A first hand account of Manchester’s transformation got lots of architects and developers reaching for the index to see what it says about them, writes David Rudlin

David Rudlin_index

Last week I attended a 10th anniversary reception for Civic Engineers, a national engineering consultancy that started out in Manchester. The event was in a tent in the newly opened Festival Square, as part the Manchester International Festival.

It was an intensive, beer-driven, networking opportunity and one in which many of the architects present were unable to resist a few disparaging comments about OMA’s Factory International Building (everyone agreed not to call it the Aviva Arena) that loomed over us.

The other talking point was Andy Spinoza’s recent book Manchester unspun. Andy is a journalist and PR guru who has written a warts-and-all exposé of the city’s recent renaissance. He is someone who not only had a seat at the table throughout most of the events he recounts, but was responsible for writing the press release.

Many of us had scanned the index to see if we were mentioned. I am, twice, although both relate to the same blog. Of the two things that I could have been mentioned for; the Homes for Change Coop is only credited to Charlie Baker, and the Hulme Design Guide (which changed attitudes to design in the city and that I wrote with Charlie) is credited to Ian Simpson!

Andy Spinoza arrived in Manchester in 1979, as did I. He moved to the city as a student from the south, while I came from Birmingham, both of us falling in love with the place and becoming adopted Northerners. He was one of the people who set up City Life, Manchester’s slightly edgier version of Time Out magazine.

The publication was later taken over by the Manchester Evening News. Andy ended up writing for its diary page, detailing the goings on of the city’s nightlife, including a heady mix of footballers, council officials, musicians, Coronation Street actors, property developers and politicians.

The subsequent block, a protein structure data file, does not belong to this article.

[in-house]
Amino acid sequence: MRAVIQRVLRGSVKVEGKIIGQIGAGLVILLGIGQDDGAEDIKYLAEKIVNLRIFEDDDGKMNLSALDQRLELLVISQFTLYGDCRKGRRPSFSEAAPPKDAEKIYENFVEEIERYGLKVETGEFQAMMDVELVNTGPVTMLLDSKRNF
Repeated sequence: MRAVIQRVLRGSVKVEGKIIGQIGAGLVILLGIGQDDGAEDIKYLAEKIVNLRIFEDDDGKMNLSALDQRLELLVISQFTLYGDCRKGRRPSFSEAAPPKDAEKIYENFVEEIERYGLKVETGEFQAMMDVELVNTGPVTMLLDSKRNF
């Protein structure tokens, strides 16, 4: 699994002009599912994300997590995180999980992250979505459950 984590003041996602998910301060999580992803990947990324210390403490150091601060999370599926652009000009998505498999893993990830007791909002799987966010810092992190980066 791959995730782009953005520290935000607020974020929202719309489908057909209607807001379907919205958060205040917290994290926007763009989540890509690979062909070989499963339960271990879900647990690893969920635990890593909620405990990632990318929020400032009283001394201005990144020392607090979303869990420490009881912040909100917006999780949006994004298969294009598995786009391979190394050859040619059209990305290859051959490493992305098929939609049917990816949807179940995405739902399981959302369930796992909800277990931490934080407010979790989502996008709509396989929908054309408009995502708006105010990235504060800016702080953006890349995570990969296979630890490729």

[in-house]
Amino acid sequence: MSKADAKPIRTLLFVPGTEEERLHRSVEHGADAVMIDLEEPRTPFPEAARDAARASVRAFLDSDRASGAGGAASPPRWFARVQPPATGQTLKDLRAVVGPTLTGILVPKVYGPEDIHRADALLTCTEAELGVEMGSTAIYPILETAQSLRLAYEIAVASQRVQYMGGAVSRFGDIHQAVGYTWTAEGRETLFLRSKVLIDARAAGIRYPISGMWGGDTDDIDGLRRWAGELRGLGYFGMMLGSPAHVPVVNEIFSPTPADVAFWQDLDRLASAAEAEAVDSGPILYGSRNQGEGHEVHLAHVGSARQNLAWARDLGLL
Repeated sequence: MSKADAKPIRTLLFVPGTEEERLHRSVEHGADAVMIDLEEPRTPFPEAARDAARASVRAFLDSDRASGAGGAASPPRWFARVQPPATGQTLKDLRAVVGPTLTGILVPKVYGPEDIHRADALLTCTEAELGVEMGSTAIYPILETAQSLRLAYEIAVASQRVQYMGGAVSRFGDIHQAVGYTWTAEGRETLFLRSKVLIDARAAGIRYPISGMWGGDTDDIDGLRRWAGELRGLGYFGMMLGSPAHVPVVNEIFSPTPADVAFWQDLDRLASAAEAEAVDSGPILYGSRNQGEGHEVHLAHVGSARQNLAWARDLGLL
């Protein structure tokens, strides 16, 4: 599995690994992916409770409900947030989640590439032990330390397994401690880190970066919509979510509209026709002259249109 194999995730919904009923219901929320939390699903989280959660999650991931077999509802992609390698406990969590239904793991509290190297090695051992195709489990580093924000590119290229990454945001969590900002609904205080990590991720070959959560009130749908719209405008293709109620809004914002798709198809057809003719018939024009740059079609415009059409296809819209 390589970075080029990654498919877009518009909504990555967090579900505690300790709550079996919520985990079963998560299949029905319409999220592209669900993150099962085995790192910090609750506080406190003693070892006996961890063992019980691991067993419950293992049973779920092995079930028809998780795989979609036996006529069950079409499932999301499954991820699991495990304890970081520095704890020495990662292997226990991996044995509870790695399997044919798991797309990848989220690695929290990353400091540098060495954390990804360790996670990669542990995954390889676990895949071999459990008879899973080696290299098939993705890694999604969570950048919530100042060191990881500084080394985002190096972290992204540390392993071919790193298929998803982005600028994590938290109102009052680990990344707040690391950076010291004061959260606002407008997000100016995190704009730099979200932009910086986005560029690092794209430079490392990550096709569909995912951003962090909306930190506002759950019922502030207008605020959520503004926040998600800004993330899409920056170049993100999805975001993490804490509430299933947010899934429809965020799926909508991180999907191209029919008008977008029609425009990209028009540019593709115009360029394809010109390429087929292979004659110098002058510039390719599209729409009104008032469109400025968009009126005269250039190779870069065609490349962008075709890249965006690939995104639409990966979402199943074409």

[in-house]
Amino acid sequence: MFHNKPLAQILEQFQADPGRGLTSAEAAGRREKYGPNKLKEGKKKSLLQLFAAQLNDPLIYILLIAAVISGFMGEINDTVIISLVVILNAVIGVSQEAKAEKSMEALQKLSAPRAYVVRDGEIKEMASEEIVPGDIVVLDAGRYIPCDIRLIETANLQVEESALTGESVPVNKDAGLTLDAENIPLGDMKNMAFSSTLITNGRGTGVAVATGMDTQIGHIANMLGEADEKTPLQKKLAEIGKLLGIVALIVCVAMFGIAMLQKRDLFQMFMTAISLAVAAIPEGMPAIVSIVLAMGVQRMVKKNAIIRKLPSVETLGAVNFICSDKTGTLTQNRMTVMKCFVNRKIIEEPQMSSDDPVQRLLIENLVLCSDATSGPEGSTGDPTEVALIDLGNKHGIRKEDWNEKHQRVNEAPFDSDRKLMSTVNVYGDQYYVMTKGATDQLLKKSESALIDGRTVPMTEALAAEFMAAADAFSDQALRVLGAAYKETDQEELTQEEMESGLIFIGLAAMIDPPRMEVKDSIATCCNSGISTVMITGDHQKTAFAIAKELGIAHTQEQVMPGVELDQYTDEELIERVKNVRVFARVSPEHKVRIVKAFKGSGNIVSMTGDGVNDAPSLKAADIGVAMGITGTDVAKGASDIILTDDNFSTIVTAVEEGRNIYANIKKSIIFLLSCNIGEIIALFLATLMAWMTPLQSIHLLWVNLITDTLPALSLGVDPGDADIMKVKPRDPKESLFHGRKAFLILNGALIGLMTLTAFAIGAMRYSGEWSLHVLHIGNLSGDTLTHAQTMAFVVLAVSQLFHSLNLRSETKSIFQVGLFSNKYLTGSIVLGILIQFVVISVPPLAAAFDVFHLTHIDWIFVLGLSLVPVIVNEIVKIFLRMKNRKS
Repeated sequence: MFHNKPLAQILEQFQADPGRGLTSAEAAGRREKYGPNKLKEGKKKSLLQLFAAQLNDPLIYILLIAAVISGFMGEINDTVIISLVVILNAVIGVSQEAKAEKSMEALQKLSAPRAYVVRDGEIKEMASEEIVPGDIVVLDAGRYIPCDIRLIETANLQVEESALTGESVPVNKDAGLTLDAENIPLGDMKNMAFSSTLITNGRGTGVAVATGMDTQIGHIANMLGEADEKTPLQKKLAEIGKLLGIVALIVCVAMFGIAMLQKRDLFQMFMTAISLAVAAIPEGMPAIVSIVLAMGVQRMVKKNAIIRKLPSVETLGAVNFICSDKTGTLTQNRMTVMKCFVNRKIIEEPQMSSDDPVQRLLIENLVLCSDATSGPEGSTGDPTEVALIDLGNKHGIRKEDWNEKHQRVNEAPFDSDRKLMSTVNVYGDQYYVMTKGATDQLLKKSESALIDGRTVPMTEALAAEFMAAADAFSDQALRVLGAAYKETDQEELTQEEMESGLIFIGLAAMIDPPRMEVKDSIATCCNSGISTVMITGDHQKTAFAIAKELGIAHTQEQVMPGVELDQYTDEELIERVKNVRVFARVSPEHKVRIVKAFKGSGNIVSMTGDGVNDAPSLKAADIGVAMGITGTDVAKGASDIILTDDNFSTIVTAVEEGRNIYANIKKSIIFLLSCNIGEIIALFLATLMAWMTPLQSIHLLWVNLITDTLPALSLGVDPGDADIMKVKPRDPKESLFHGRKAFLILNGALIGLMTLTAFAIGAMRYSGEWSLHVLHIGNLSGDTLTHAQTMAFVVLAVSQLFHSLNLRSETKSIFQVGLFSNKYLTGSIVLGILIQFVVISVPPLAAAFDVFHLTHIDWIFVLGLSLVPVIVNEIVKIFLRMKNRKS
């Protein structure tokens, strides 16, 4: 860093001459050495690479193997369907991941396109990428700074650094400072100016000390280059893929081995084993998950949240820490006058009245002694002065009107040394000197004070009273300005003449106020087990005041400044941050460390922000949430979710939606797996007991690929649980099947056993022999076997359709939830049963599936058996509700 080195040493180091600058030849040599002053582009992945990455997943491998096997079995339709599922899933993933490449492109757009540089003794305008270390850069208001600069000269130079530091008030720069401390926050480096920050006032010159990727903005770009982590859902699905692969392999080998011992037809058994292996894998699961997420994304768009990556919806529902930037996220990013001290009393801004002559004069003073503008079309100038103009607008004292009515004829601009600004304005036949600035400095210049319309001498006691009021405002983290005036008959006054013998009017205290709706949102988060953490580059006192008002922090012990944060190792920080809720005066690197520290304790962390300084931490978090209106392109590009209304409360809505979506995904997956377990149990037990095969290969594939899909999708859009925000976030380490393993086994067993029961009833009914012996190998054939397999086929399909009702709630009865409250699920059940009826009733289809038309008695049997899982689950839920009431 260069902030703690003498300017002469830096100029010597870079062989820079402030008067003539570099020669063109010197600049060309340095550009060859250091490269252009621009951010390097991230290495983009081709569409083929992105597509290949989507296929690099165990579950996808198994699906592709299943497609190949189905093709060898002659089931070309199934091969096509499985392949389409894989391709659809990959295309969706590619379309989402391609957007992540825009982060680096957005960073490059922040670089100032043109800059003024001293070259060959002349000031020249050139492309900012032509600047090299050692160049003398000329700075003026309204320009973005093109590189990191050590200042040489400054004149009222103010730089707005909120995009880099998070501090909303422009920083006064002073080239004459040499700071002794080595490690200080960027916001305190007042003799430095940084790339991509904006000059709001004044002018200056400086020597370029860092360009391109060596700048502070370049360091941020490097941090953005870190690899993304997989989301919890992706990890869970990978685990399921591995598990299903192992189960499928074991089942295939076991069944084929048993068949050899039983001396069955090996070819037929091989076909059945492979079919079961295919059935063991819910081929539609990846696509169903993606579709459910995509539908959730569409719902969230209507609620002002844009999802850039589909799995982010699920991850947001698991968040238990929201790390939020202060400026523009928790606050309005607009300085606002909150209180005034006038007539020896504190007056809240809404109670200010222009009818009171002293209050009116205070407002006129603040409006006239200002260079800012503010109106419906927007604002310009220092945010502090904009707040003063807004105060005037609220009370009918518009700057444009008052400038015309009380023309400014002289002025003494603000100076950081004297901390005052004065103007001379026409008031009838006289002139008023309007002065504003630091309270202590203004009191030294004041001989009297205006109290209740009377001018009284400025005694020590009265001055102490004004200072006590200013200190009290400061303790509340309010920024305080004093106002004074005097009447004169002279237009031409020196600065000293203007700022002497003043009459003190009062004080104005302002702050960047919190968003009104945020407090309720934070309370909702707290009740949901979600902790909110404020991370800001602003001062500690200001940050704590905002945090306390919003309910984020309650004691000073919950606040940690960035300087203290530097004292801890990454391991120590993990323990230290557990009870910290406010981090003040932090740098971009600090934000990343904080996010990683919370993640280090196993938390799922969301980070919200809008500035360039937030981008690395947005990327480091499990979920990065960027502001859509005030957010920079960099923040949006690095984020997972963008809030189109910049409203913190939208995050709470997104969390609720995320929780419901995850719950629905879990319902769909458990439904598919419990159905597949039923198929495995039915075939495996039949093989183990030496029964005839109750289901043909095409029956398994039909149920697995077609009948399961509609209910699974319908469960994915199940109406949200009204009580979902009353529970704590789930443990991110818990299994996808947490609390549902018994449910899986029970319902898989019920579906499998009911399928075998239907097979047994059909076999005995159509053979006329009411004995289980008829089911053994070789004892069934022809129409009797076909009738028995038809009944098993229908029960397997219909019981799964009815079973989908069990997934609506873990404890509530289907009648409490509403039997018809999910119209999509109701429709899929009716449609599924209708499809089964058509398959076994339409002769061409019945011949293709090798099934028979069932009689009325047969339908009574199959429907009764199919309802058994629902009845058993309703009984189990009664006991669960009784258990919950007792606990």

In the late 1980s I spoke to him in the hope of getting some coverage in support of our attempts to get council approval to buy a site for what would become the Homes for Change housing cooperative. He wrote a hatchet piece about me and my ‘French girlfriend’ who, he said, were trying to create Parisienne apartments in Manchester! Hélène (now my wife) and I were mortified, the coop was furious, and it took weeks to undo the damage to our reputation with the city council.

Years later we appointed Andy’s company Spin Media to handle PR for us on a consultancy project for Oldham Council, not long after the riots. The results were spectacular and for the launch event, our team found themselves fielding interviews from Nicky Campbell on BBC 5 Live, fending off national newspapers and dealing with a Channel 4 News crew preparing a five minute slot for that evening’s bulletin.

Back at Civic Engineers’ reception last week it was appropriate that we should be talking about the book because it includes the origin story of the practice. In a chapter called ‘Manc Mafia on the Med’ Andy recalls a presentation at Mipim by Martin Stockley, then an up-and-coming engineer in the city.

He was launching his book the Reluctant Engineer and other Manchester Stories but talked slightly too freely, managing to upset the city’s leadership. On returning to Manchester his practice found itself frozen out of work in the city. He would leave the practice not long after, and his fellow directors, Stephen O’Malley, Julian Broster and Paul Morris rebranded as Civic Engineers.

And, as they say, the rest is history!

I had a similar experience as a result of an article in this publication. BD did a special feature on Manchester in the early 2000s interviewing various architects and other professionals like myself. I gave, what I thought at the time, was a pretty balanced account, lots of positives but also a few negatives.

My fellow interviewees had been more circumspect. When the article came out each of the positive points made by the other contributors was juxtaposed with a negative repost from myself. I still cringe when I think about that piece and the impact on my prospects for getting work in Manchester were as drastic as they were for Martin.

Such was Manchester in the era of Sir Howard Bernstein and Sir Richard Leese. A city of big characters like Tony Wilson, Alex Ferguson, Mick Hucknall (who played a surprisingly important role), Peter Saville, Tom Bloxham, Eamonn Boylan and more recently Andy Burnham.

All blokes, and all part of a tight knit group that didn’t lack in confidence or brook dissent, but who changed the city forever. Manchester unspun is the story of how this happened and tells you more than any good practice guide ever could about how to transform a city.